Many people write, or at least used to write, fan letters to their film favourites. Usually all they received in acknowledgement was a 10 x 8 glossy with a mimeographed signature. A little persistence sometimes resulted in another, with a brief ‘personal’ message written by the ladies toiling in the fan-club HQs. Not so for the two authors of this riveting book.
The Mutti-Mewse twins, early on, became obsessed with all things Hollywood, firing off missives not just to the major stars but to every man Jill they saw or heard was connected to that once fabulous industry. They must have had a magic formula in their letters.
Replies flowed back hand over fist. Not just a signed portrait, elaborately photographed by Hurrell, Kesserle or Max Munn Autry in all the sender’s splendour, but effusive messages of the ‘come up and see me some time’ variety, and the authors — just them initially, but later with their wives and partners — scurried to these siren calls. And what makes their book so interesting is the fact that the twins were — are — clearly and touchingly fascinated by not so much the obvious huge movie icons, the Garbos and Grants and Dietrichs, but by the ones that had once been boffo until, to adapt Gloria Swanson in Sunset Boulevard, the pictures got bigger as they got smaller. And many of those are silent stars unable — usually due to unintelligible foreign accents or a too-shrill tenor — to make the transition to talkies.
The Mutti-Mewses disinterred quite a few of these true old-timers, many, surprisingly, not holed up in some dingy aged actors home, but living in Deco’d splendour in the Hollywood hills, or sprawling bungalows in the Palm Springs desert, and some even retaining the farms in New England, the year-round apartments at the Waldorf Towers, of their gilded heyday — evidently many of those ‘three-pictures and phfft’ players were nevertheless dab hands at real-estate.
Others certainly do live out their legend in a retirement home among their rivals and visitors, pulling, like Anita Page — once MGM’s greatest asset — a dazzlingly blonde wig and a canyon of carmine lipstick out of a Walmart carrier bag at the approach of either. And one can understand their vanity. While we have all heard of stars like Louise Brooks, or fiery Pola Negri, it’s sad to realise the loveliness of one Ethlyne Clair or the perfect features of a mere B-movie player, Hillary Brooke havebeen forgotten by all but themselves.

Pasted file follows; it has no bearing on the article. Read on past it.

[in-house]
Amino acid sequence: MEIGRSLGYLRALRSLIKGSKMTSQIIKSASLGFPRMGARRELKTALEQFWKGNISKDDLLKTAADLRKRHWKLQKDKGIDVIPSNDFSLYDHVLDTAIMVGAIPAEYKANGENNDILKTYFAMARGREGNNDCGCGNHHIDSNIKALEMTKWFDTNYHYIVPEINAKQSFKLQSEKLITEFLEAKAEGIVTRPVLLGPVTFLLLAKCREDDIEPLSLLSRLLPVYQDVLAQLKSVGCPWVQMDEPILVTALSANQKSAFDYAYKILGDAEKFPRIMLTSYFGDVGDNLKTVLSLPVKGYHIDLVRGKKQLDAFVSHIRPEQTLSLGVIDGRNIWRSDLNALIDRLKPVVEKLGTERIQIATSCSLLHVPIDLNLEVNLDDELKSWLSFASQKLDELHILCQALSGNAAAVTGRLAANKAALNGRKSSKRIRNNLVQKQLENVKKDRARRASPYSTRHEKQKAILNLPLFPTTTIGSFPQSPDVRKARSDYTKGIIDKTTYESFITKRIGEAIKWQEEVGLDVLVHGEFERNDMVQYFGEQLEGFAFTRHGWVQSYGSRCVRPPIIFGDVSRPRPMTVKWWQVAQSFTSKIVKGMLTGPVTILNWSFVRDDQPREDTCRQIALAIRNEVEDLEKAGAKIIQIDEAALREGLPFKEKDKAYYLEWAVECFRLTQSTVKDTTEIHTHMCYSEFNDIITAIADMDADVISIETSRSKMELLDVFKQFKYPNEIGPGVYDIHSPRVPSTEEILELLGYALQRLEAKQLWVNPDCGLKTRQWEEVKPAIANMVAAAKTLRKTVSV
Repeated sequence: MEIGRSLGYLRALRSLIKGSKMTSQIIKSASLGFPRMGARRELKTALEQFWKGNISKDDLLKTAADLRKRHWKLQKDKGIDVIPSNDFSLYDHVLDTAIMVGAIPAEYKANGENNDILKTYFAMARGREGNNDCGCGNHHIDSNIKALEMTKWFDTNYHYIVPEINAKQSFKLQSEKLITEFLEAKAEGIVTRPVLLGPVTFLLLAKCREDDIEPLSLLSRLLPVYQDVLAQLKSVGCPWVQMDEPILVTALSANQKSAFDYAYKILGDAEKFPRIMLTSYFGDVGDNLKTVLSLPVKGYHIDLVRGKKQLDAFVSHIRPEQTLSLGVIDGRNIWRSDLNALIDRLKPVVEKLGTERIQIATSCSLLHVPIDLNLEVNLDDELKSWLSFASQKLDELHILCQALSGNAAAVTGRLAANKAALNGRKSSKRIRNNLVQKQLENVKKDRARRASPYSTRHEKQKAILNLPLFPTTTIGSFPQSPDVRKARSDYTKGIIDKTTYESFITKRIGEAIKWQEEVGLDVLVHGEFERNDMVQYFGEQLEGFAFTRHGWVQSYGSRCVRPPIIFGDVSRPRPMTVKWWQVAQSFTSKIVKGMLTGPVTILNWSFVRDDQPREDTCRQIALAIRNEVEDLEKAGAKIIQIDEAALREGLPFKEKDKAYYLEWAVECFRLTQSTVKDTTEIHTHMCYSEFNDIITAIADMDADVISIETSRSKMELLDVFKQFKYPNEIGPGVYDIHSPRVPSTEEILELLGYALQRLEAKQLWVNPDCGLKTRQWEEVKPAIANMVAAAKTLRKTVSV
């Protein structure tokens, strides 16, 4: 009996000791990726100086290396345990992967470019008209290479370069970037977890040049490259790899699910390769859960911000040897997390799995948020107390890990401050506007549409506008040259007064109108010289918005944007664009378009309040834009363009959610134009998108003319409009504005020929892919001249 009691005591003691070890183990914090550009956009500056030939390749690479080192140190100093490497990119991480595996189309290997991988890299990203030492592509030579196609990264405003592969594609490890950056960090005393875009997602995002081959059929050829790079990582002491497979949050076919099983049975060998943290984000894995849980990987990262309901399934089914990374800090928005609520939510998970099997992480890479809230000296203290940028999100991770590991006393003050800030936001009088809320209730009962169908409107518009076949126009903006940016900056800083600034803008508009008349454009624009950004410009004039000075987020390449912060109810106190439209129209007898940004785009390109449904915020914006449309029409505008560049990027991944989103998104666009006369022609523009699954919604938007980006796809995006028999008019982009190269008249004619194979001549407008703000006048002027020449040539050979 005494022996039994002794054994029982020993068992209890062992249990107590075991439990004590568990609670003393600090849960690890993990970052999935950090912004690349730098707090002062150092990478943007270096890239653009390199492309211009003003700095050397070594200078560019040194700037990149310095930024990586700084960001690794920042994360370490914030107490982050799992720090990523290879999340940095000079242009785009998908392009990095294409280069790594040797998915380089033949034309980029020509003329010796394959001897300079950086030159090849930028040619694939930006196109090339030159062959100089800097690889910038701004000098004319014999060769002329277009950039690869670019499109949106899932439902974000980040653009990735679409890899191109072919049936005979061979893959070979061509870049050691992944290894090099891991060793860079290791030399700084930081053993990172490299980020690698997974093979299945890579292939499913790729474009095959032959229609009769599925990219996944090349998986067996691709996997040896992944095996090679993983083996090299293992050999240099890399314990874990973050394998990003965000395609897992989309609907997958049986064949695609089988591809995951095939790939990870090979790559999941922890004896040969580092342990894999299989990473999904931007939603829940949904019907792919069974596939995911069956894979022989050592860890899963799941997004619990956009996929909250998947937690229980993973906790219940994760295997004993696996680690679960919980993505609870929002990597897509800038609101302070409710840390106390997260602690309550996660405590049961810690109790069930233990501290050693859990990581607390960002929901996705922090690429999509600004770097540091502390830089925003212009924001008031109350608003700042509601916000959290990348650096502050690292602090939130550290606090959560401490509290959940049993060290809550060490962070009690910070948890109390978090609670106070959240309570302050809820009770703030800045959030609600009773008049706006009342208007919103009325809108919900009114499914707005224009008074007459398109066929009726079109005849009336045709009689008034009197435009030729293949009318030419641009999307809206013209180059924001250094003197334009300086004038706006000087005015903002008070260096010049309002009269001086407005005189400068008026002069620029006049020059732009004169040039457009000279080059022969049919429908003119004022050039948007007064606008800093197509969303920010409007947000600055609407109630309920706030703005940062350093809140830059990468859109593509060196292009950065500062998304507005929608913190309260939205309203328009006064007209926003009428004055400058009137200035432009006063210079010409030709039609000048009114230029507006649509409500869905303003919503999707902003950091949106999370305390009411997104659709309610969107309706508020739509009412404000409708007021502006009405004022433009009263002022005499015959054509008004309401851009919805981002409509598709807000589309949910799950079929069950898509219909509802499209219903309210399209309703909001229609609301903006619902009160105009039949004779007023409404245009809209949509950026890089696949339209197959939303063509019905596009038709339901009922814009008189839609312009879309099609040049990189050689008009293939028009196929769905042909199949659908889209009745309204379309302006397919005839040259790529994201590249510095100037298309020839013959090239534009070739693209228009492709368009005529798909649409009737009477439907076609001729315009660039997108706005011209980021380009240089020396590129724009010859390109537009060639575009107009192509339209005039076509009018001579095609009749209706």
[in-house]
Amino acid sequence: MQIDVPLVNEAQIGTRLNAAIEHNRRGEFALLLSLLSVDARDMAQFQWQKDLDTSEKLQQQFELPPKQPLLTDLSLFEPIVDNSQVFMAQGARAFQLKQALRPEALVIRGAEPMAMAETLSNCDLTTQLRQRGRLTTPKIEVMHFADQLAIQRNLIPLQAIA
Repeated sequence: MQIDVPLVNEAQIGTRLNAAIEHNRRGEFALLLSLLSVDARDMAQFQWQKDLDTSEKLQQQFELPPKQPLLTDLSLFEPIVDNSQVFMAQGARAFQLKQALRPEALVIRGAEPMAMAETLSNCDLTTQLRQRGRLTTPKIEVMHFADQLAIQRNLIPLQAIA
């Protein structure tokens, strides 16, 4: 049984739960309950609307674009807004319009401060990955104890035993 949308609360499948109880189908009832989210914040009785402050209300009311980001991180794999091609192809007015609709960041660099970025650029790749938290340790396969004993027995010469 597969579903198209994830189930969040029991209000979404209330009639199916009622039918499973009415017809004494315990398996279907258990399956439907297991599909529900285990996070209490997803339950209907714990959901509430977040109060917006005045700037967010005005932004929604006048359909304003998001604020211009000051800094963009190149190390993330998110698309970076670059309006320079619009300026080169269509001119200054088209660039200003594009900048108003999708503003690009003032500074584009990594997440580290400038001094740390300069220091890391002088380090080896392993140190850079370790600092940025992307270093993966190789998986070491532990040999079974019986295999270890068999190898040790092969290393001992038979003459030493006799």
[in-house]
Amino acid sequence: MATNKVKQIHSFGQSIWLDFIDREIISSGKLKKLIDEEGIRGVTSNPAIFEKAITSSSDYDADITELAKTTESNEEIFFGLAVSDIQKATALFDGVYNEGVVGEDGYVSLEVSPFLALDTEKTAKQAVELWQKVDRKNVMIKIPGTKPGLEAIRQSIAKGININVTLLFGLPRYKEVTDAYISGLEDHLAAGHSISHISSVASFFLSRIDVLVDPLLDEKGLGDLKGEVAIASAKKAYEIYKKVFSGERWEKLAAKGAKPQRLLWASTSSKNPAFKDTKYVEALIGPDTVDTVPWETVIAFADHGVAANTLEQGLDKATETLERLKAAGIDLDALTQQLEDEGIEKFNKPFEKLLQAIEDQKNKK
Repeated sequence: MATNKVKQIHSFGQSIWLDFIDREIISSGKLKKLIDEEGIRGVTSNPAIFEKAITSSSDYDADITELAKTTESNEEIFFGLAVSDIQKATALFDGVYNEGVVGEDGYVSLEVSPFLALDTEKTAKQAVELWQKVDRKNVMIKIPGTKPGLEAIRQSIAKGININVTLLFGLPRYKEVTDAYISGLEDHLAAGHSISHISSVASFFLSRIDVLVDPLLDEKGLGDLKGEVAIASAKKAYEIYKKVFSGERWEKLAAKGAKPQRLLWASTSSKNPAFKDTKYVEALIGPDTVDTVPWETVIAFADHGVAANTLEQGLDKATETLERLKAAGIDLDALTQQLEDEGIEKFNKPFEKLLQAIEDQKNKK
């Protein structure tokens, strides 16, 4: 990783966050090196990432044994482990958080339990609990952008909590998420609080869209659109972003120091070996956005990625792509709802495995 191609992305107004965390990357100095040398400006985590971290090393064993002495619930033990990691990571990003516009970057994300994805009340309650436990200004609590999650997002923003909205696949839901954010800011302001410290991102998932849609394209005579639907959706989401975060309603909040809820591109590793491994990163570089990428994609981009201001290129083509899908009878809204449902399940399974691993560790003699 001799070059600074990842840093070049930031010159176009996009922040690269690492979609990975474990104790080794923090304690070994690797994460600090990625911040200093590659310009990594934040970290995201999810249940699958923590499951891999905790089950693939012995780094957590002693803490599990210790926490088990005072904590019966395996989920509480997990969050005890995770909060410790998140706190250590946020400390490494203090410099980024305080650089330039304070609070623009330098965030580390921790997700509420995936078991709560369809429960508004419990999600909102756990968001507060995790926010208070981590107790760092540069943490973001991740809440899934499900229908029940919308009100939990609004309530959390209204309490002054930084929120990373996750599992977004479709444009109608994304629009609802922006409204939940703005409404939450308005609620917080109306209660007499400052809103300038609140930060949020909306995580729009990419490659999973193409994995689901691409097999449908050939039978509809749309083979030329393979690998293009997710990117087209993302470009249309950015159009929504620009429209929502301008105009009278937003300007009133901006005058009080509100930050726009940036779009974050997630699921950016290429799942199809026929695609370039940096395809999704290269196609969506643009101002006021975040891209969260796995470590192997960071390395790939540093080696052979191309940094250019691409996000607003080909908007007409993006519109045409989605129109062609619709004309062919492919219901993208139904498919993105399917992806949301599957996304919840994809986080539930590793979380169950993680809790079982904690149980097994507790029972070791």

Many have wonderfully vivid pasts; Barbara Barondess, born in 1907 in Brooklyn, at six months was taken by her parents to their native Russia. With everything confiscated in the revolution, the family made it back to America, where Barbara was the only American citizen ever to be detained on Ellis Island. Winning a beauty pageant and a screen test, she made minor films until retiring to become an interior decorator, with the Reagans, Greta Garbo and Marilyn Monroe among her clients. A certain Rebel Randall was as popular a second world war pin-up as Grable or Hayworth, while Paramount’s Judith Allen would weep when recalling the demise of her Hollywood dream, having been ‘run out of town’ by Cecil B. DeMille, and beaten up by both her wrestler husband Gus ‘the Goat’ Sonnenberg and her boxer lover Jack Doyle.
Apart from the plethora of photographs of this uniquely American ‘society’, the authors transcribe, almost word for word, their meetings with their favourites. One, Joy Hodges, a Broadway and film musical lead, for whom the song ‘Have you met Miss Jones?’ was written, takes them to the Thunderbird Country Club in Palm Springs and a blissfully The Women-like lunch, where a vastly bloated (‘she eats too much Häagen-Dazs’ says Joy) Ginger Rogers (‘the gentlemen are asking about me, Joy dear’) is, still, ‘queen of the lot’.
Muriel Evans, the comedienne whose Norwegian accent entranced MGM bosses and made the rare cross-over from silent to sound, recalls how Clark Gable would take out his false teeth, revealing a mouth of brown stumps. ‘It gave him the bad breath that Vivien complained about whilst filming Gone with the Wind . . . a Hollywood big-man scared stiff of the dentist. Imagine!’ And Mildred Shay, once Hollywood’s ‘pocket Venus’ (‘My tits were better than Hedy Lamarr’s’) in a catfood-ridden, Wonderbra-littered, fading flat in Cundy Street, Pimlico, relives her affair with Howard (‘ever a meanie with his money’) Hughes, or describes Errol Flynn’s ‘giant Johnny Dingle Dangle’, and ‘Tarzan’ Weismuller ‘trying it on’, the while devouring jumbo packs of Rennies.
Of all these once-megastars, only Shay tells it like Hollywood probably was: ‘Everyone paints a pretty picture, but it was raunchy and full of sex.’ No matter. Austin and Howard convince us it was the field of dreams we like to pretend.
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